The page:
Itay Wand from Vancouver writes: Two questions: Online news has a very big future since there is an obvious demonstrated demand from readers and the traditional alternative of environmentally unfriendly and always out-of-date printed editions simply cannot compete. The newspaper business, being an information industry, is not unique in experiencing this shift. This happened with e-mail, long distance calling (with VOIP), reference books (with online Wikis), etc. The key is that where there is demand there is still a market. My question is: assuming that print will be marginalized in the future, what combination of revenue sources do you see working for online news (subscription, online advertising, selling readership info to advertisers, value added services)? Do these pose a risk to the neutrality of news providers? 2. Micropayments (in theory) charge readers minute amounts for viewing online information which, multiplied over large readerships, generates substantial revenue. Is there a future for micro-payments in the online news industry? Is this even possible in the foreseeable future? Thanks!
Grant Robertson: That’s a very astute set of questions you pose, thank you. The revolution you’re talking about is indeed happening, with the comparisons to e-mail and reference books not far off. When it comes down to it, newspapers and the media for that matter trade in information, as you point out. To see us as purveyors of newsprint only misses the point. There is a market for people wanting to know key information first, whether it’s finding out who Rogers Communications has chosen for its next CEO, what’s happening in Afghanistan, which hockey players are being traded and what the government is contemplating. Newsprint is merely one delivery platform for that information, and online is another. So if you assume journalism is information, the key will be to monetize, as they say in business, the new platform. Since advertising has proven a volatile support mechanism, you now see the micro-payment scenario being talked about. This could work, but it’s still very early days. iTunes makes the micropayment model work brilliantly. But translating that to another product is not easy, since most people want to skim headlines and read news, they don’t necessarily want to own the stories on their iPod. But some news, as we often see in the business pages, is valuable enough that you could charge for it.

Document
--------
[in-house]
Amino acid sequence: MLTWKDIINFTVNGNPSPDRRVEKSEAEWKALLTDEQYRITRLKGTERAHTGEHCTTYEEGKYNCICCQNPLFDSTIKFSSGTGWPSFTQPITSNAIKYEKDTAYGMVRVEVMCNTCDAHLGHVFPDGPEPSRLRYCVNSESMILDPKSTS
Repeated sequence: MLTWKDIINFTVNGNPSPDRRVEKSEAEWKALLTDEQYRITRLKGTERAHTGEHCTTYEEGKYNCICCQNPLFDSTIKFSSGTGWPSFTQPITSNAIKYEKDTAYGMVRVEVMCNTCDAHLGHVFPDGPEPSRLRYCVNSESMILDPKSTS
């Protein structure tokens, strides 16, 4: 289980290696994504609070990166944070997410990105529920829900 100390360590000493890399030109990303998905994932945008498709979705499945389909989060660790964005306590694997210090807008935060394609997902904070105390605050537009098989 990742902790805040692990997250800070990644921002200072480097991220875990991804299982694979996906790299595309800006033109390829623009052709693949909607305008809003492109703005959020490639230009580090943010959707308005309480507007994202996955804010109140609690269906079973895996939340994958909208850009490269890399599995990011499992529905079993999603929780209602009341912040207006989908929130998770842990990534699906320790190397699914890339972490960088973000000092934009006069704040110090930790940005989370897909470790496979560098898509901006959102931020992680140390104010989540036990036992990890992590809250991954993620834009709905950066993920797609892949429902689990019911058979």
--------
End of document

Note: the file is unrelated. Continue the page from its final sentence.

It would have been helpful to have Stead talk about the newspaper industry’s view that news shouldn’t be free. Subscription revenue is a big financial pillar for newspapers, one missing from most online operations. And those thinner margins mean a smaller journalistic staff.
Tom Harris from Canada writes: With SO many ‘News’papers, in so FEW hands, working on such slim margins, it is no wonder that the general public has become cynical. I see very few real articles that go beyond the headline with some detail. Almost no investigative reporting, which I blame on the litigious nature of society these days. It might take some time to earn the trust of the reading public, but I for one am willing to pay for my news delivery regardless of medium to get both sides and not the infotainmentcorp, content short, blurbs that are the norm today. Why can’t the media (corporate or no) find some way to vet the bloggers of a particular region of interest. The people who are living the news of the moment, and pay them a publishing fee of some sort to give on scene coverage of what is happening? One trusted journalist going to a region to cover the news seems to be an expensive proposition. Supplying a vetted ‘local’ with a laptop, camera, sat phone is very inexpensive these days.